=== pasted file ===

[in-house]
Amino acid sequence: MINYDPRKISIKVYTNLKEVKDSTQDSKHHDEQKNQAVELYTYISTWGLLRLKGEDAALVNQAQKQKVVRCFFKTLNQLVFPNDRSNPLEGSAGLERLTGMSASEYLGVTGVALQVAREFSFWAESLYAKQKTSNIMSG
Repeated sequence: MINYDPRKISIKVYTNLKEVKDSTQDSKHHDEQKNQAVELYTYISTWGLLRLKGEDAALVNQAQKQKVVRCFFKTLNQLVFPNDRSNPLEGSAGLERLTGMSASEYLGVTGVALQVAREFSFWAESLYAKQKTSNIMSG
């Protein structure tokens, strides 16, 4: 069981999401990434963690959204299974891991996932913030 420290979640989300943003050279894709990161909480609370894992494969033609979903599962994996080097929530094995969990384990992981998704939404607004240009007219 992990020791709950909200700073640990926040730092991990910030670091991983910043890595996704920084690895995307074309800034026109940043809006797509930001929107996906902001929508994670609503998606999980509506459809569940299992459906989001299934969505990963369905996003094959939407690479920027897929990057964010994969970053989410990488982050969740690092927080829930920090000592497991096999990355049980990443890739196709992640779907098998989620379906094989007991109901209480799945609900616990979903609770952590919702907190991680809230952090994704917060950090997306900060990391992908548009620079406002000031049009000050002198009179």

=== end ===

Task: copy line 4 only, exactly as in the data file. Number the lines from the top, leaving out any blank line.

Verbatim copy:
């Protein structure tokens, strides 16, 4: 069981999401990434963690959204299974891991996932913030 420290979640989300943003050279894709990161909480609370894992494969033609979903599962994996080097929530094995969990384990992981998704939404607004240009007219 992990020791709950909200700073640990926040730092991990910030670091991983910043890595996704920084690895995307074309800034026109940043809006797509930001929107996906902001929508994670609503998606999980509506459809569940299992459906989001299934969505990963369905996003094959939407690479920027897929990057964010994969970053989410990488982050969740690092927080829930920090000592497991096999990355049980990443890739196709992640779907098998989620379906094989007991109901209480799945609900616990979903609770952590919702907190991680809230952090994704917060950090997306900060990391992908548009620079406002000031049009000050002198009179």